Where the reaction product having a terminal carboxyl group is prepared, the number of moles of the alicyclic polybasic acid, etc. is chosen to be 1.4 to 3.0 times or preferably 1.6 to 2.8 times the sum of the numbers of moles of the glycidyl compounds and polyhydric alcohols taking part in the reaction. If the alicyclic polybasic acid etc. is used in a number of moles less than 1.4 times the sum of the numbers of moles of the glycidyl compounds and polyhydric alcohols taking part in the reaction, then unreacted glycidyl compounds or a mixture of unreacted glycidyl compounds and polyhydric alcohols remain in the reaction system after completion of the reaction. Conversely, if the number of moles of the alicyclic polybasic acid, etc. exceeds 3.0 times the sum of the numbers of moles of the glycidyl compounds and polyhydric alcohols, then unreacted unsaturated alicyclic polybasic acid, etc. remains in the reaction system. In both cases, the unsaturated polyester compound coated on the surface of base synthetic resin film and subjected to photopolymerization by irradiation of ultraviolet rays has the drawbacks that the coating takes long time to have its surface fully dried, or said surface remains sticky even after drying. Though it is not always necessary to use the polyhydric alcohols as one of the reactants used in the method of this invention, yet it is advised to apply said polyhydric alcohol in a number of moles 4 times at most that of the glycidyl compounds, where the coating finally formed on synthetic resin film is demanded to be tough. If the polyhydric alcohol is used in a larger amount than 4 times that of the glycidyl compound, then the unsaturated polyester compounds coated on the surface of base synthetic resin film and subjected to photopolymerization (for cross linking) by irradiation of ultraviolet rays will have the drawback that the cross-linking density in the polymer constituting the coating finally obtained will decrease, and in consequence the surface of said coating will take long time to be fully dried, failing to attain the object of this invention.

Preparation of a compound having a terminal carboxyl group by reacting the alicyclic polybasic acid, etc. with the glycidyl compounds or these components with the polyhydric alcohols is advisably effected by esterification reaction generally known in the organic chemistry. In this case, the temperature at which said esterification reaction is carried out varies with the kinds and proportions of the reactants and catalysts used and other reaction conditions as well as according to whether or not the catalysts are used. For the object of this invention, however, the reaction temperature is generally chosen to range between 50 to 280 C, or preferably between 60 and 250 C. The progress of said esterification reaction can be recognized by measuring the acid value of the reaction system. In this case, the reaction rate of the glycidyl compounds and polyhydric alcohols is desired to account for more than 50% or preferably more than 65%.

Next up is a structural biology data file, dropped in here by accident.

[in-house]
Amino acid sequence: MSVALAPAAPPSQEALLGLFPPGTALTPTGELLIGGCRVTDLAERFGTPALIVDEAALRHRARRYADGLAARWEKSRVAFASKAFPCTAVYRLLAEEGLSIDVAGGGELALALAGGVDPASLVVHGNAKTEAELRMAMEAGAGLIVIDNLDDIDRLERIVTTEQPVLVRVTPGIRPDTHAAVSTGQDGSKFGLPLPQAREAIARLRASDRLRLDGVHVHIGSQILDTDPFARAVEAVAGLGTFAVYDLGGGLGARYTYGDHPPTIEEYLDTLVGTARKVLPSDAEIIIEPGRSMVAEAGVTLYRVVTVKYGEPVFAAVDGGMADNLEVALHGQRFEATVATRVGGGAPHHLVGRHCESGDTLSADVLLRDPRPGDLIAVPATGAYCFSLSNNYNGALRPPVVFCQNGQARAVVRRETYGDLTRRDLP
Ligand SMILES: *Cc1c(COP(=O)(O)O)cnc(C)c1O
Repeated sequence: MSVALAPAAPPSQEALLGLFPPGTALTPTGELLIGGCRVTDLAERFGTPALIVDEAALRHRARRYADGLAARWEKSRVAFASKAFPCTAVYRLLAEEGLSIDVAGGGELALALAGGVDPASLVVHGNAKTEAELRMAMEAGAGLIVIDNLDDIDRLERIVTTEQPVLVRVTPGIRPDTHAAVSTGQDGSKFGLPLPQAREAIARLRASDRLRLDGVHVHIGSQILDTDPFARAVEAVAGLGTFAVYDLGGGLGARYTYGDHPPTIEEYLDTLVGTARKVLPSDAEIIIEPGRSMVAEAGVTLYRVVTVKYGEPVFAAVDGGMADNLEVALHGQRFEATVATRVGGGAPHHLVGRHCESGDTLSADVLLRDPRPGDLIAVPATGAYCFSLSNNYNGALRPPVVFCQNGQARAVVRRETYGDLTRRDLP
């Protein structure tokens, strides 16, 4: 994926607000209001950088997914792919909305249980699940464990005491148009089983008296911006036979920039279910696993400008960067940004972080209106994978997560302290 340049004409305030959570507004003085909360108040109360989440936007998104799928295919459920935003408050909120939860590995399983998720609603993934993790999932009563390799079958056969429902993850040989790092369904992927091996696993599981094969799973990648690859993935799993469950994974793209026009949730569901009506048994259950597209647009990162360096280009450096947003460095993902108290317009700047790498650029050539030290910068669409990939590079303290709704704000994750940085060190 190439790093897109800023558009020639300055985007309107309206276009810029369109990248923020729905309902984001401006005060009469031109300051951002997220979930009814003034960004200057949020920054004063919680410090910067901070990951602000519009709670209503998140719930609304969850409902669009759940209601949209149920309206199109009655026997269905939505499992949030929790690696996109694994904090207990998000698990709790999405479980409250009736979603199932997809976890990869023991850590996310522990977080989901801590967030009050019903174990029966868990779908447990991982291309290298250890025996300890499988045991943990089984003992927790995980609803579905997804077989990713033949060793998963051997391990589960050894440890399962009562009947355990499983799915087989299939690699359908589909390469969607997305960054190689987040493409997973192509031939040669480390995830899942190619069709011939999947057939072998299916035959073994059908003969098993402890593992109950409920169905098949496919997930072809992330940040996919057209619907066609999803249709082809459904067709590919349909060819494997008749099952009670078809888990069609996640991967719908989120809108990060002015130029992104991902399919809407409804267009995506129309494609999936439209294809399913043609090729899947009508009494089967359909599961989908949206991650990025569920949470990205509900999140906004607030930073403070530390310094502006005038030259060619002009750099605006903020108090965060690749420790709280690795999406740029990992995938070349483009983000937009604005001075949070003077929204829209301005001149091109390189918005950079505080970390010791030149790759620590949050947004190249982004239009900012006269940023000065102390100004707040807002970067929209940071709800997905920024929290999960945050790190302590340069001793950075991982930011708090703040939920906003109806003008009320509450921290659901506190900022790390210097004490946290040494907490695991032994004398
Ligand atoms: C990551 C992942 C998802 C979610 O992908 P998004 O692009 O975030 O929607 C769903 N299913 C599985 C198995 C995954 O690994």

For elevation of reactivity, it is preferred to use a catalyst such as tertiary-amines, Lewis acid or salts thereof or quarternary ammonium salts in reacting alicyclic polybasic acid with glycidyl compounds, and an acid catalyst such as hydrochloric acid, sulfuric acid, or p-toluene sulfonic acid generally applied in the esterification reaction between hydroxyl and carboxyl groups in reacting alicyclic polybasic acid with polyhydric alcohols. Reaction between the anhydrides of alicyclic polybasic acids and polyhydric alcohols can be effected without a catalyst, simply by applying heat.

The compound having a terminal carboxyl may be prepared by reacting together the three components of the alicyclic polybasic acid, etc., glycidyl compounds and polyhydric alcohols or mixing a compound obtained by reacting the alicyclic polybasic acid, etc., and the glycidyl compounds with the obtained by reacting said alicyclic polybasic acid and the polyhydric alcohols. The unsaturated polyester compound of the reaction product (A) according to this invention is obtained by reacting the polyepoxides with the compound having a terminal carboxyl group which is prepared by any of the above-mentioned processes.

The polyepoxides used in the reaction of this invention are desired to be used in such a proportion that the epoxy group accounts for 0.2 to 3.0 or preferably 0.4 to 2.2 equivalents based on the terminal carboxyl group contained in the compound obtained by any of the aforementioned processes. Where the reaction ratio of the epoxy group of polyepoxides falls to below 0.2 equivalent, then a large amount of an unreacted compound having a terminal carboxyl group remains in the reaction system upon completion of the reaction. Conversely, if the reaction ratio of the epoxy group 3.0 equivalents, then a large amount of unreacted polyoxides remains in the reaction system upon completion of the reaction. In both cases, the resultant unsaturated polyester compound coated on the surface of synthetic resin film and subjected to photopolymerization for cross linking by irradiation of ultraviolet rays has the drawbacks that the surface of the coating takes long time to be fully dried due to the presence of unreacted components and remains sticky even after drying.